10 Content analysis has many advantages for newly entering researchers at the master's level. The process allows them to deal with a large body of information in both an efficient and effective fashion. In the relatively short span of graduate research time, students are able to conduct research of both breadth and depth and to convey the findings to other researchers in a meaningful way. If properly conducted, studies using content analysis are replicable, thus allowing the research community to build and develop from one research project to another. All too often in the past we have lost the valuable intuitive knowledge of our colleagues who have worked in the field for many years without being able to clearly convey their findings or share their data with others.

11 Content analysis lends itself to comparative studies. Because the methods are replicable and the findings are quantified, it is possible to make comparisons between different sources, time periods, regions or other components of the research problem. For example, both Taylor and Smith (1991) were able to compare the artifacts in selected Canadian museums to the content of fashion periodicals or catalogues. Smith (1991) was also able to compare the Eaton's catalogues produced for the Toronto and Winnipeg regions.

12 Frequently the systematic gathering and analysis of large amounts of data in a content analysis provides insights not possible through other techniques. For example, Roy was able to develop a very sophisticated analysis of aspects of the tailoring trade through a content analysis of tailors' pattern-drafting systems.

13 Content analysis is certainly a valuable research method, but it must be seen within a broader context. Without well developed research objectives or hypotheses, content analysis could prove to be meaningless. Rarely can content analysis stand on its own without the support of other methods and sources. The quantitative approach has many advantages, but there are also many important sources that do not lend themselves to this method and many important research questions that must be considered in a qualitative rather than quantitative context. Ultimately, the quality of the research is dependent on the ability of the researcher to interpret the results. In summary, content analysis is a valuable research method that has been successfully used by graduate students and that may be useful to a wider range of researchers in the field of material culture.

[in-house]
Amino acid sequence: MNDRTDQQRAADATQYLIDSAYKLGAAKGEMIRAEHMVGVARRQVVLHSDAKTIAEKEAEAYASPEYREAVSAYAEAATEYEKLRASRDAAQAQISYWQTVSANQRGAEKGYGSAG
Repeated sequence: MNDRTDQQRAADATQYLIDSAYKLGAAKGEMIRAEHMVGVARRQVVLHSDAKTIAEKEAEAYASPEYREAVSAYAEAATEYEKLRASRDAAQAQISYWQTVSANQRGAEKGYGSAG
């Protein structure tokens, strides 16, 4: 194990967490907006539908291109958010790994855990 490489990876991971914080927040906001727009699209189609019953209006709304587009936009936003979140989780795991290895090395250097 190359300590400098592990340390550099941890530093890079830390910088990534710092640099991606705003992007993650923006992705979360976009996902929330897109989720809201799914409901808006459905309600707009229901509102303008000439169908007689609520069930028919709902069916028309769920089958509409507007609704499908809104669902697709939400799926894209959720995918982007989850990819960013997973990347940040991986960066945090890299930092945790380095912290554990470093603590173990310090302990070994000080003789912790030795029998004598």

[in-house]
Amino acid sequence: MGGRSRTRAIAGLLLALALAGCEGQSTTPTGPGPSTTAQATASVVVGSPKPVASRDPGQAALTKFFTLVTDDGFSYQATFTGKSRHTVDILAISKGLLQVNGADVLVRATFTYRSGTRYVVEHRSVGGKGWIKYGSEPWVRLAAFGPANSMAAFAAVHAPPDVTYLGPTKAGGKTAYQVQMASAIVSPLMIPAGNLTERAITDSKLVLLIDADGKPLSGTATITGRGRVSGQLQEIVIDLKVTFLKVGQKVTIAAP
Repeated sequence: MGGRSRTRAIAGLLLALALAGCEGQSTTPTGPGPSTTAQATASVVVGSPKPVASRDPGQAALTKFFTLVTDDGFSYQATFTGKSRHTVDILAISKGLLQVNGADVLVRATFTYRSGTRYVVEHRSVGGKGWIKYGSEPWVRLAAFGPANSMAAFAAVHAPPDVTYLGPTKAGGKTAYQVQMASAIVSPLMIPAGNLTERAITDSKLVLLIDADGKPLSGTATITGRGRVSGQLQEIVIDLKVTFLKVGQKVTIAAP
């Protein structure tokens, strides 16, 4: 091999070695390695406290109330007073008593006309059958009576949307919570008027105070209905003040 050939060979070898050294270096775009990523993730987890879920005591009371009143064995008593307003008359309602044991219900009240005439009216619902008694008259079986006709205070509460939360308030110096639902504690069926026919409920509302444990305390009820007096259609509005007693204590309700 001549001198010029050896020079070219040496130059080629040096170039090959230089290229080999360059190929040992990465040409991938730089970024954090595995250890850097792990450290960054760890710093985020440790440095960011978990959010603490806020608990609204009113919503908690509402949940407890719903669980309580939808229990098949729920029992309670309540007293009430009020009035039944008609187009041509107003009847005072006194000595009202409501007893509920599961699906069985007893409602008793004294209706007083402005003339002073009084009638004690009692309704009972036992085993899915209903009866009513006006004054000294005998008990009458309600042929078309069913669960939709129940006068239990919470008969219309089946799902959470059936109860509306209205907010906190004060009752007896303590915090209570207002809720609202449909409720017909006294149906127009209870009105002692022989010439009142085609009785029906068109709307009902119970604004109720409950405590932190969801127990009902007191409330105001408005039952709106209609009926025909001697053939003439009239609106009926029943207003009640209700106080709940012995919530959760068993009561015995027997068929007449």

Master's Theses Utilizing Content Analysis

Department of Clothing and Textiles University of Alberta
For a complete listing of theses please contact Anne Lambert, Professor/Curator, Department of Clothing and Textiles, Faculty of Home Economics, University of Alberta, Edmonton, Alberta T6G 2M8; telephone: 403 488-0098 or 403 492-2479; facsimiles 403 492-4821.
Kerkhoven, M. 1986. "Analysis of textile crafts at selected agricultural fairs in Alberta and Saskatchewan 1879-1915."
McKinnon, A. 1992. "Dress in Red River Settlement, 1815-1915."
Prince, H. 1988. "Norwegian clothing and textiles in Valhalla Centre, Alberta; a case study and inventory in an ecomuseum framework."
Prince, P. 1992. "Analysis of Carrier and Coast Salish Dress in the Fur Trade Period, 1830 to 1850."
Roy, C. 1990. "The tailoring trade, 1800-1920, including an analysis of pattern-drafting systems and an examination of the trade in Canada."
Schweger, B. 1983. "Documentation and analysis of the clothing worn by non-native men in the Canadian arctic prior to 1920, with emphasis on footwear."
Smith, D. 1987. "Dressmaking occupations in Edmonton, 1900-1930."
Smith, J. 1991. "Content analysis of children's clothing in Eaton's catalogue and selected Canadian museums, 1890-1920."
Taylor, L. 1990. "Fabric in women's costumes from 1860 to 1880: a comparison of fashion periodicals and selected Canadian museum collections."
References Cited
Berelson, B. "Content analysis in communication research." Glencoe, Illinois: The Free Press, 1952.
Holsti, O.R. "Content analysis for the social sciences and humanities." London: Addison-Wesley, 1969.
Kassarjian, H.H. "Content analysis in consumer research." Journal of Consumer Research 4 (1977): 8-18.
Krippendorf, K. "Content analysis: an introduction to its methodology." Beverly Hills: Sage, 1980.
Lambert, A.M. "Images of women: Eaton's catalogue 1883-1973." Presentation at the Canadian Association of American Studies, Ottawa, Ontario, 1973.
Paoletti, J.B. "Content analysis: Its application to the study of the history of costume." Clothing and Textiles Research Journal 1:14-17.